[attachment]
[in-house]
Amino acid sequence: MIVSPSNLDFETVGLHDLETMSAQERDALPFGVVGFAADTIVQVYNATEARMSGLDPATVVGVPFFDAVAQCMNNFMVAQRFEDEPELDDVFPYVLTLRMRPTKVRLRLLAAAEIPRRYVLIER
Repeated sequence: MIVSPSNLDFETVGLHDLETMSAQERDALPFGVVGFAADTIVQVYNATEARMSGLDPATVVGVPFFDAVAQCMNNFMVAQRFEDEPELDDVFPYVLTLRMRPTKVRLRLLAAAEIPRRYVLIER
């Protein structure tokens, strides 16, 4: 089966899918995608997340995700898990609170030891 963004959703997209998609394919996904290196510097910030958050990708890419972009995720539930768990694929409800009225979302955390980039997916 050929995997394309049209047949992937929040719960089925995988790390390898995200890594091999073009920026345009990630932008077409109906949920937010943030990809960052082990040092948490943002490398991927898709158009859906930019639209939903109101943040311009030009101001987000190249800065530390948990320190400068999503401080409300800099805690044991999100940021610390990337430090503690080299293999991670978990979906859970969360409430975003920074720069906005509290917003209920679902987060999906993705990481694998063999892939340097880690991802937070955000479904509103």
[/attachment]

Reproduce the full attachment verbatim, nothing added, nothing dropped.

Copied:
[in-house]
Amino acid sequence: MIVSPSNLDFETVGLHDLETMSAQERDALPFGVVGFAADTIVQVYNATEARMSGLDPATVVGVPFFDAVAQCMNNFMVAQRFEDEPELDDVFPYVLTLRMRPTKVRLRLLAAAEIPRRYVLIER
Repeated sequence: MIVSPSNLDFETVGLHDLETMSAQERDALPFGVVGFAADTIVQVYNATEARMSGLDPATVVGVPFFDAVAQCMNNFMVAQRFEDEPELDDVFPYVLTLRMRPTKVRLRLLAAAEIPRRYVLIER
């Protein structure tokens, strides 16, 4: 089966899918995608997340995700898990609170030891 963004959703997209998609394919996904290196510097910030958050990708890419972009995720539930768990694929409800009225979302955390980039997916 050929995997394309049209047949992937929040719960089925995988790390390898995200890594091999073009920026345009990630932008077409109906949920937010943030990809960052082990040092948490943002490398991927898709158009859906930019639209939903109101943040311009030009101001987000190249800065530390948990320190400068999503401080409300800099805690044991999100940021610390990337430090503690080299293999991670978990979906859970969360409430975003920074720069906005509290917003209920679902987060999906993705990481694998063999892939340097880690991802937070955000479904509103």